Analysis by the Massachusetts Institute of Technology (MIT) found that commercial real estate turned out to be the best category of real estate to beat inflation, while apartment buildings and industrial properties did a little worse . MIT’s analysis attempted to take inflation growth, maintenance costs, and appreciation into account when deciding what type of real estate performed best over the long term.

Owning single family homes can provide hedge against inflation, depending on local market conditions. Taken as a whole, home values ​​in the United States have experienced an average annual growth of 4% since 1991, according to the Federal Housing Finance Agency. But this data does not take into account maintenance or other costs.

Here’s the problem with buying real estate: It requires big buy-ins and a variety of financing and maintenance costs. This is why real estate investment trusts (REITs) can offer regular investors an easy way to diversify their portfolios and obtain the benefits of real estate inflation hedging.

When you invest in REITs, it is like buying a fund that exclusively holds real estate assets. Regulations require them to pay regular dividends, which makes them particularly attractive to income investors.

And REITs have historically offered strong performances: In November 2021, the MSCI US REIT Index was up almost 32% for 2021, and its average annual return over the past decade was 10.90%. It’s a great way to fight inflation.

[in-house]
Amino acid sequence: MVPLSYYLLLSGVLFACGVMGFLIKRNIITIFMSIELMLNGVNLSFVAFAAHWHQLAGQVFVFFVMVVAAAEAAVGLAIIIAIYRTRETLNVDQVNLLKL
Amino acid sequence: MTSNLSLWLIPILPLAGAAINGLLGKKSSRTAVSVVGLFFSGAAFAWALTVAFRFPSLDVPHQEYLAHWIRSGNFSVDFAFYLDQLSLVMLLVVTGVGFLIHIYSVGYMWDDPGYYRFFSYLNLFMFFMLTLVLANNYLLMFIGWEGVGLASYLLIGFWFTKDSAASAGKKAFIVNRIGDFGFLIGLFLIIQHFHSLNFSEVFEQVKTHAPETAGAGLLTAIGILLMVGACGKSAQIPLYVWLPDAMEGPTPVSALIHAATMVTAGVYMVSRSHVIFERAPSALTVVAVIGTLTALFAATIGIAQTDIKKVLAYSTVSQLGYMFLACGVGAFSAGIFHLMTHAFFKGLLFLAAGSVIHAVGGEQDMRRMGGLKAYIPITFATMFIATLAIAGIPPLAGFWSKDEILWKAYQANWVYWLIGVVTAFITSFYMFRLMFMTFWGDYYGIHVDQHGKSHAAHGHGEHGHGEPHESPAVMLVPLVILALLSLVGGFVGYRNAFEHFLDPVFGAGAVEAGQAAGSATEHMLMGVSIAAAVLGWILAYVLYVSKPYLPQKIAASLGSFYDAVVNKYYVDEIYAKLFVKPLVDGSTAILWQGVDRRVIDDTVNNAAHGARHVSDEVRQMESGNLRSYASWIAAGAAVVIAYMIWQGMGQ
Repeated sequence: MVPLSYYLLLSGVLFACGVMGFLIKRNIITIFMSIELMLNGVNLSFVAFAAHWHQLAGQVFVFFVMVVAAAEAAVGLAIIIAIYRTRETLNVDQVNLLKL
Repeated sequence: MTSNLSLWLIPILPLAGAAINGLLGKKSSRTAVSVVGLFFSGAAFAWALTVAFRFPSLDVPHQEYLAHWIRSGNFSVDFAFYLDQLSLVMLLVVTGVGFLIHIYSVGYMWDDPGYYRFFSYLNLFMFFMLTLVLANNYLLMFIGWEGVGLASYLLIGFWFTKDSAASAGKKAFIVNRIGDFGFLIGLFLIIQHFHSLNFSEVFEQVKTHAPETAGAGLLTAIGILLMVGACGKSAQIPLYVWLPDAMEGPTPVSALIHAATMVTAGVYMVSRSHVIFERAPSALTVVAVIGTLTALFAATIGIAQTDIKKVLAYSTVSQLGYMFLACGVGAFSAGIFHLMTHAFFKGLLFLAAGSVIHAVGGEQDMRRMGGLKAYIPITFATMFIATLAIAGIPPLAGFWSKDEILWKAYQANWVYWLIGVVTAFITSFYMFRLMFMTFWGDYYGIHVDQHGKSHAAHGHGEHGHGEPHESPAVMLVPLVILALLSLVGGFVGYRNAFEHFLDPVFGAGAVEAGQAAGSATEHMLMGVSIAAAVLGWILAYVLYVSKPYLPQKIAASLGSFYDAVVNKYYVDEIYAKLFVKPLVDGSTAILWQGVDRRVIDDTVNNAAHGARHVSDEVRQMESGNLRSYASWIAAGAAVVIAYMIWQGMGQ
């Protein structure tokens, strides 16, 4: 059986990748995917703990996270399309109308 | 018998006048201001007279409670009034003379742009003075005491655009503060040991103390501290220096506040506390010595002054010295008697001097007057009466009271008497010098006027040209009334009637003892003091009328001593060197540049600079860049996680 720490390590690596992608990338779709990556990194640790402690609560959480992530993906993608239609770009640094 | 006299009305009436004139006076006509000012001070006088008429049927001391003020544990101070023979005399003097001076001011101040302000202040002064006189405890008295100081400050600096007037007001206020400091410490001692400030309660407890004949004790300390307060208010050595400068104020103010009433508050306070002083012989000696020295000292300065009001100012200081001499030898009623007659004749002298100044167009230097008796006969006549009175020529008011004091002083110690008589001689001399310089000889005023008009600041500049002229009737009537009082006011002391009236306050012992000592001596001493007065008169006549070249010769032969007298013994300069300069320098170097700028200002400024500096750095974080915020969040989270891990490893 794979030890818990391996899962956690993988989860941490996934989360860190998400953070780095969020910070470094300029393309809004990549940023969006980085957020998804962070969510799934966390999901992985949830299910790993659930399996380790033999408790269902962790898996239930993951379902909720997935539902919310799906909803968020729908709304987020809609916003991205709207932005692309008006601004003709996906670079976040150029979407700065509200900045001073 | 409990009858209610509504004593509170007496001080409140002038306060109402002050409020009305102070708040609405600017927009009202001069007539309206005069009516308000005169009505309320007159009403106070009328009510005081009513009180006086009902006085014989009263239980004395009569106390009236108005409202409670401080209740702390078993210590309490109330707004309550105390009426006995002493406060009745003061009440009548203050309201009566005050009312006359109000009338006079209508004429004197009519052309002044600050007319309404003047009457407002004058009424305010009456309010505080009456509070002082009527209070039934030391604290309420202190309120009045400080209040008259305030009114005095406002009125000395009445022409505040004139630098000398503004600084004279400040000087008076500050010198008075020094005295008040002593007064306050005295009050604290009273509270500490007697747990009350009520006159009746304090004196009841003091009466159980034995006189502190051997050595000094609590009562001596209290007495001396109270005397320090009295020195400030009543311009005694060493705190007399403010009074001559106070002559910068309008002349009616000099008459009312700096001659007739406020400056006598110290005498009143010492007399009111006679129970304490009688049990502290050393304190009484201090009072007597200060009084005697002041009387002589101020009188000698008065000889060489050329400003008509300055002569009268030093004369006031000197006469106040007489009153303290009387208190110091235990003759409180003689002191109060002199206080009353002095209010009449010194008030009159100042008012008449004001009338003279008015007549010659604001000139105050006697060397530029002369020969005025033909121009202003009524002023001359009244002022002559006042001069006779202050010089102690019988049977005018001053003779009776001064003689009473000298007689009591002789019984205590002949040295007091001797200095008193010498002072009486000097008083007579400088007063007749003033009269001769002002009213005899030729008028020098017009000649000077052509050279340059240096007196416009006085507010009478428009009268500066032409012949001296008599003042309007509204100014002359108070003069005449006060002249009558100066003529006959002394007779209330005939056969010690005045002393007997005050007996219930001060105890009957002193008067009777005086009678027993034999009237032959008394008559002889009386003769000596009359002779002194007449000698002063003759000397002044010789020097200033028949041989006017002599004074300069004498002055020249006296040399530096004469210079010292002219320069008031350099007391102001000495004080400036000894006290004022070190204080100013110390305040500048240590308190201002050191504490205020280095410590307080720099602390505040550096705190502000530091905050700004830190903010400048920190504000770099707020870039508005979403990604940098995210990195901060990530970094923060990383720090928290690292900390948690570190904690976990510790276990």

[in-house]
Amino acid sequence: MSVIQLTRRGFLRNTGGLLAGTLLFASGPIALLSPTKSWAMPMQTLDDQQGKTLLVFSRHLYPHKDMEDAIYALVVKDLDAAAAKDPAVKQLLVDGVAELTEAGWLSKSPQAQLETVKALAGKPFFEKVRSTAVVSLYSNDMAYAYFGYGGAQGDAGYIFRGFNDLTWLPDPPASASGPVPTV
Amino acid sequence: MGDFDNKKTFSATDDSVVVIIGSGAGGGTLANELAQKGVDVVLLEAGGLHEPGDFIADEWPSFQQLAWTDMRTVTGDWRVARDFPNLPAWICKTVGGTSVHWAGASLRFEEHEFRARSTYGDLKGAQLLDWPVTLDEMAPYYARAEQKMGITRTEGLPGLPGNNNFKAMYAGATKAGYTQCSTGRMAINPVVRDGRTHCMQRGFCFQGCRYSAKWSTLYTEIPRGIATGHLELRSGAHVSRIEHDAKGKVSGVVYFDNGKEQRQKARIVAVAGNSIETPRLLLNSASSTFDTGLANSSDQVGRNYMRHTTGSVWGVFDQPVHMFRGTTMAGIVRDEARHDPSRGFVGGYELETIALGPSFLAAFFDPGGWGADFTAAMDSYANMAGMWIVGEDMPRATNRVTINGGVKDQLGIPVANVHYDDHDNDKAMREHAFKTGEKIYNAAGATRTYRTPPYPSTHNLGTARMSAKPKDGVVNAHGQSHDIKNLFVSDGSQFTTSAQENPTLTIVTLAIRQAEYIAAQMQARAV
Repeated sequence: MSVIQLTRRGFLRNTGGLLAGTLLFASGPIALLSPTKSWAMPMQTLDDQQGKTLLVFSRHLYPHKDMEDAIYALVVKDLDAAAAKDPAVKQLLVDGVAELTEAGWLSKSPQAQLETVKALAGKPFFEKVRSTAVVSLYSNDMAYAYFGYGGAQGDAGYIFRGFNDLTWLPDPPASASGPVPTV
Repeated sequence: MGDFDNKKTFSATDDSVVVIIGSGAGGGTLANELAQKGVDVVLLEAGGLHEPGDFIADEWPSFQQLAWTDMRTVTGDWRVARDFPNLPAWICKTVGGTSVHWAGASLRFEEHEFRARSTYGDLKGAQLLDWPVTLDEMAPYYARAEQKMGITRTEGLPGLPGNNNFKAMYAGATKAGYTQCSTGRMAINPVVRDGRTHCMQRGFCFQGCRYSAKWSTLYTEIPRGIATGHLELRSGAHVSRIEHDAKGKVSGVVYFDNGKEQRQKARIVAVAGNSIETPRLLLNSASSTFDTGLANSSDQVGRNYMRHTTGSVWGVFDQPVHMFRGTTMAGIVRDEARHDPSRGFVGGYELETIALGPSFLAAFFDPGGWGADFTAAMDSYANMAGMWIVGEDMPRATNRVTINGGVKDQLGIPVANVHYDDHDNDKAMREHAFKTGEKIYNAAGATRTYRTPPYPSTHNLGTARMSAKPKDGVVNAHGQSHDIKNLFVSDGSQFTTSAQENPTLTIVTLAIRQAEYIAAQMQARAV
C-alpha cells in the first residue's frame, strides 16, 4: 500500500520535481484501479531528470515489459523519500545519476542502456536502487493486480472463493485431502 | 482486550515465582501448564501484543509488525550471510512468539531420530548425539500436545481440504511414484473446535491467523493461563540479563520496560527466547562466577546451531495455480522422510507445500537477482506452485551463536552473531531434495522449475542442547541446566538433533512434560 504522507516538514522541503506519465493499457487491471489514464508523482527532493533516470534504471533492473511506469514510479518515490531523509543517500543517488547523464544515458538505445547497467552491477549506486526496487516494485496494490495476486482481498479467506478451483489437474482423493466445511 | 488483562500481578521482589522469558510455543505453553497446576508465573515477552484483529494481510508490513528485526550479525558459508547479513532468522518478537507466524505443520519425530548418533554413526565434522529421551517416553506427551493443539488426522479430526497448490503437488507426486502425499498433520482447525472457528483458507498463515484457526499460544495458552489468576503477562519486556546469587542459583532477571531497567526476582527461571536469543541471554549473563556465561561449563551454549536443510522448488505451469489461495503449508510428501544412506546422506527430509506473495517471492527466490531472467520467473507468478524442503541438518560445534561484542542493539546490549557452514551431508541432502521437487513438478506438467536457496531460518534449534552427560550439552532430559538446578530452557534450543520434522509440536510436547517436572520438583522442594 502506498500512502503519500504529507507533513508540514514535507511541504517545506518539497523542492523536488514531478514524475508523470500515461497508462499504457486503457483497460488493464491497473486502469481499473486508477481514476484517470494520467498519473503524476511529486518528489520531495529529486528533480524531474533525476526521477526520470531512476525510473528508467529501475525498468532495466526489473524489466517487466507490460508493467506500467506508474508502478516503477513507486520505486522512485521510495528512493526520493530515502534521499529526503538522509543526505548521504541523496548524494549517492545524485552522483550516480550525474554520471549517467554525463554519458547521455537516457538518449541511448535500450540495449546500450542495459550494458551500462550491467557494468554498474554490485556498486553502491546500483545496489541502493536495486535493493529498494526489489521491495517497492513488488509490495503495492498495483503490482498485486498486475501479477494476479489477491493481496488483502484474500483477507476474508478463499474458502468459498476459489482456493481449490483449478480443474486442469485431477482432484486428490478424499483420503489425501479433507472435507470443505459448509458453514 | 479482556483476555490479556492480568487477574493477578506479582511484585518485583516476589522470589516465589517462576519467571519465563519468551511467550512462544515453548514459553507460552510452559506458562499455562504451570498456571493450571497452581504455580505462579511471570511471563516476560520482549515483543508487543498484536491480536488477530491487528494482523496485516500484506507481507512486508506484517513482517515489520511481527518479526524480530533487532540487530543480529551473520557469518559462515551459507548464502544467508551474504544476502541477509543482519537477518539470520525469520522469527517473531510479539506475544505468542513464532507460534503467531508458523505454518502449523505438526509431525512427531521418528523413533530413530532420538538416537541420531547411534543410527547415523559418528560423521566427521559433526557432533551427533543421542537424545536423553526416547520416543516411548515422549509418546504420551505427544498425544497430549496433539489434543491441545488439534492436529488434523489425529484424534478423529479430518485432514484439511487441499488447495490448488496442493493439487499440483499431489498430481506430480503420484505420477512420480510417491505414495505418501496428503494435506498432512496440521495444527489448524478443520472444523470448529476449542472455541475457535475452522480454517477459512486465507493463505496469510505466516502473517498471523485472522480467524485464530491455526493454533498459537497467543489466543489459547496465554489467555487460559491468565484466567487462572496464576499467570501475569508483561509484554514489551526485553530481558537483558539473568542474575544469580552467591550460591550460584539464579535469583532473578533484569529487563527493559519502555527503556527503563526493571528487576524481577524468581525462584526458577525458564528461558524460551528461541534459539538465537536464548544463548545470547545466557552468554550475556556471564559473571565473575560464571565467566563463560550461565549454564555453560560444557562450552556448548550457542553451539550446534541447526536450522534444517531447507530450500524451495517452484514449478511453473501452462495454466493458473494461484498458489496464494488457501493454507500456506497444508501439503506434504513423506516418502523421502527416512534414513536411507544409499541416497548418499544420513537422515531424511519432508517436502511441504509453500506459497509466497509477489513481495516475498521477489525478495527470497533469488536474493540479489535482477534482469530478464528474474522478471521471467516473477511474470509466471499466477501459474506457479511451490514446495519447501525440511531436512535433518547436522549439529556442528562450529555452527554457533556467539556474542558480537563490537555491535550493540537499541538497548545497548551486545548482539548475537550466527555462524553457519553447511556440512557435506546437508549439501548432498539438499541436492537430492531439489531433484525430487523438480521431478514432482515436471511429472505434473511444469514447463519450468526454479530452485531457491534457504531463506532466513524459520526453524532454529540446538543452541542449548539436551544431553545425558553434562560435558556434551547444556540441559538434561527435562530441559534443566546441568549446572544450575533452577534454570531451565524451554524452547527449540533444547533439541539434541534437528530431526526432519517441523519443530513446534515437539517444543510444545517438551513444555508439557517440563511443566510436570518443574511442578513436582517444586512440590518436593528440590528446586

TIPS are designed to beat inflation

Inflation Protected Treasury Securities (TIPS) are designed to protect your investment from rising prices. The US Treasury sells TIPS and adjusts their face value each year to keep up with inflation. This increases your interest payments and also ensures that you will also see some appreciation for inflation adjustments.

While the inflation-shielding aspect of TIPS may make them attractive, remember that they will really only be able to preserve purchasing power, not necessarily ensure growth. Over the past 10 years, the iShares TIPS Bond ETF, which tracks a TIPS index, has had average annual returns of just over 3%.

If you are investing in TIPS, you will also need to watch out for deflation. While you will never receive less than the original face value of a TIPS when it matures, its value may decline further while you receive interest payments.

Fight inflation with bonds I

Series I Savings Bonds, better known as I Bonds, are another government-issued security designed to fight inflation.

Like TIPS, they preserve the purchasing power of your money by making regular interest adjustments based on prevailing inflation. Unlike TIPS, they do not change the face value of your bond; instead, they change interest rates every six months based on current inflation.

It can work very well for you these days. Interest rates are above 7% until at least April 2022. But bond interest rates are constantly changing and can go as low as zero. This means that while you are assured of not losing your initial investment, it can still be eaten away by inflation over time if interest rates fall.

Additionally, I Bonds come with pretty onerous foreclosure dates. You can’t cash an I Bond for at least a year after you buy it, and for the next four years you’ll owe three months of interest as a penalty if you cash it in, much like a certificate of deposit. (CD).

About Terry Simmons